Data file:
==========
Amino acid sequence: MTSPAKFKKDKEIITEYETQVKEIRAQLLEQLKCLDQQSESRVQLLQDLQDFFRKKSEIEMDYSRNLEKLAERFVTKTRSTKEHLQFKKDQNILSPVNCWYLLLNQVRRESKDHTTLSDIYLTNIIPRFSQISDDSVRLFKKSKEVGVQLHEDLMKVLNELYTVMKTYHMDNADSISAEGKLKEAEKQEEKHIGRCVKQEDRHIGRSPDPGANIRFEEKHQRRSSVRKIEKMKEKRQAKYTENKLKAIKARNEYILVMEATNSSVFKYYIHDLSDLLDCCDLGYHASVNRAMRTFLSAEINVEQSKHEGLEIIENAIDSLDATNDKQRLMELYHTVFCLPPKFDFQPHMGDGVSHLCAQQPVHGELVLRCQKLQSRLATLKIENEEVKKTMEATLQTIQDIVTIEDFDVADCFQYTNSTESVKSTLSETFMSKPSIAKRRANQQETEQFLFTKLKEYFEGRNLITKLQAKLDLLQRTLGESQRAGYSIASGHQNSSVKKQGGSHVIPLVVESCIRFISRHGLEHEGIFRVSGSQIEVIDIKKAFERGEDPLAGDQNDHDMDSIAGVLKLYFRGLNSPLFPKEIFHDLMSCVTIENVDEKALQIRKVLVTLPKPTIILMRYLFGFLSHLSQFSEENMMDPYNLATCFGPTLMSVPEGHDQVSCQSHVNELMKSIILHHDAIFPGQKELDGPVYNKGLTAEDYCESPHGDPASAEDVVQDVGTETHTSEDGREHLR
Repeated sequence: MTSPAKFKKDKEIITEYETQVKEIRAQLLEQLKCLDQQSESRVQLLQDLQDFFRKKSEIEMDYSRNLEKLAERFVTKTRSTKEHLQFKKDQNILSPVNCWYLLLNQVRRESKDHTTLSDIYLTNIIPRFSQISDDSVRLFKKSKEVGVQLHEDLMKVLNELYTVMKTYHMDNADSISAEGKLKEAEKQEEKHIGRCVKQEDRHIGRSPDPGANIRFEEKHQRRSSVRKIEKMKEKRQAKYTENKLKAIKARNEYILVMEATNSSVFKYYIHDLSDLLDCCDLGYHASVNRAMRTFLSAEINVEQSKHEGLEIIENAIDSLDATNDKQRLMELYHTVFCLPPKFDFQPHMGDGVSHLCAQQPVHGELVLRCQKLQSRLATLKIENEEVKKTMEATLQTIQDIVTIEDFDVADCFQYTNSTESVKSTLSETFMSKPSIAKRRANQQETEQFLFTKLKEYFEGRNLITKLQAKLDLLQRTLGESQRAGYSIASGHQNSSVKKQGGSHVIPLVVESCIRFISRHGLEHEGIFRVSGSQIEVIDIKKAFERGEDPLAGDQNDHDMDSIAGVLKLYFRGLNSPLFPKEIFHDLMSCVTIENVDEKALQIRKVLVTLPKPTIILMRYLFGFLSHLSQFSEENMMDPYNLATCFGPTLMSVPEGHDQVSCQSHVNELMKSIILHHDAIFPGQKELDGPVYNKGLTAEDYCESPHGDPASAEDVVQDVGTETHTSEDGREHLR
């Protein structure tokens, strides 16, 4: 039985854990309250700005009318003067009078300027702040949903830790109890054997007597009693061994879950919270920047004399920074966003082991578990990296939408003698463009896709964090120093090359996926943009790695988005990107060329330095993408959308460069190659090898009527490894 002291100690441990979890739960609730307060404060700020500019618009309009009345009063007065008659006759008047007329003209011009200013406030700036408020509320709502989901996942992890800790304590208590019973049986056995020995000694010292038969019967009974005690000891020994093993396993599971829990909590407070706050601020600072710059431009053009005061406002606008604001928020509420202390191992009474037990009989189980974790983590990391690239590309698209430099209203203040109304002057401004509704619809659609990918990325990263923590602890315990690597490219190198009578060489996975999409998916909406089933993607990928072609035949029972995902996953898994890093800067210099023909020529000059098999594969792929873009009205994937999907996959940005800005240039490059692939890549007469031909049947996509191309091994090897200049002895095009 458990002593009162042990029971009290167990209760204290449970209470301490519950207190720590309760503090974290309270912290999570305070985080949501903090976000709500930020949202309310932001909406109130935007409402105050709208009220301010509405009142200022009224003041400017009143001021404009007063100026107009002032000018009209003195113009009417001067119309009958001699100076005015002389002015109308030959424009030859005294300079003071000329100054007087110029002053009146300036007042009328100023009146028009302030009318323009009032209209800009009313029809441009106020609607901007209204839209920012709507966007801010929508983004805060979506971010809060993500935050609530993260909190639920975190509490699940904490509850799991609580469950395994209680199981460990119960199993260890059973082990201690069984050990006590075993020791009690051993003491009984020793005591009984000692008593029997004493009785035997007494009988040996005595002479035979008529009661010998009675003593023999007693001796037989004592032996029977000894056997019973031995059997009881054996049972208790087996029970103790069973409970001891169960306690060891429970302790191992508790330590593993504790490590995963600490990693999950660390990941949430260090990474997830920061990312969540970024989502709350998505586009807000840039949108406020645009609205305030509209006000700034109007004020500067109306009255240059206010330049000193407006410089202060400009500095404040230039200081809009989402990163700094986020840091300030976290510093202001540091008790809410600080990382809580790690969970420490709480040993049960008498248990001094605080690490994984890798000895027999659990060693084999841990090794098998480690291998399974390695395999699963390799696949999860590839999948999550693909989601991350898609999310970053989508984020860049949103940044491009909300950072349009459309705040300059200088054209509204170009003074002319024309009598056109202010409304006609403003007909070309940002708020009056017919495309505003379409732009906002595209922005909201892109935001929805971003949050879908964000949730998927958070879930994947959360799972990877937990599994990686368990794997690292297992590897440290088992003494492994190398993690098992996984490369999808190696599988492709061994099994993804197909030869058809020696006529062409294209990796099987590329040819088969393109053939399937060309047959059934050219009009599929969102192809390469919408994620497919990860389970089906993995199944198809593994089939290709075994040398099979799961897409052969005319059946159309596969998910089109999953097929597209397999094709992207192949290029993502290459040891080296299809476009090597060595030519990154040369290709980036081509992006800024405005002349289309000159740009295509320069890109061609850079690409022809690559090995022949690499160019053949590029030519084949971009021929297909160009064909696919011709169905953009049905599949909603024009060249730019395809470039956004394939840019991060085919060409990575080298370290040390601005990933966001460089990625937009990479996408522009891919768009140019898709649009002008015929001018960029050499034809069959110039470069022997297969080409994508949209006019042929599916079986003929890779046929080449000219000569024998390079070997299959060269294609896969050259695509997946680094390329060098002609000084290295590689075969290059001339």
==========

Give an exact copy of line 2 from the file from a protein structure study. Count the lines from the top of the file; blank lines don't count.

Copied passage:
Repeated sequence: MTSPAKFKKDKEIITEYETQVKEIRAQLLEQLKCLDQQSESRVQLLQDLQDFFRKKSEIEMDYSRNLEKLAERFVTKTRSTKEHLQFKKDQNILSPVNCWYLLLNQVRRESKDHTTLSDIYLTNIIPRFSQISDDSVRLFKKSKEVGVQLHEDLMKVLNELYTVMKTYHMDNADSISAEGKLKEAEKQEEKHIGRCVKQEDRHIGRSPDPGANIRFEEKHQRRSSVRKIEKMKEKRQAKYTENKLKAIKARNEYILVMEATNSSVFKYYIHDLSDLLDCCDLGYHASVNRAMRTFLSAEINVEQSKHEGLEIIENAIDSLDATNDKQRLMELYHTVFCLPPKFDFQPHMGDGVSHLCAQQPVHGELVLRCQKLQSRLATLKIENEEVKKTMEATLQTIQDIVTIEDFDVADCFQYTNSTESVKSTLSETFMSKPSIAKRRANQQETEQFLFTKLKEYFEGRNLITKLQAKLDLLQRTLGESQRAGYSIASGHQNSSVKKQGGSHVIPLVVESCIRFISRHGLEHEGIFRVSGSQIEVIDIKKAFERGEDPLAGDQNDHDMDSIAGVLKLYFRGLNSPLFPKEIFHDLMSCVTIENVDEKALQIRKVLVTLPKPTIILMRYLFGFLSHLSQFSEENMMDPYNLATCFGPTLMSVPEGHDQVSCQSHVNELMKSIILHHDAIFPGQKELDGPVYNKGLTAEDYCESPHGDPASAEDVVQDVGTETHTSEDGREHLR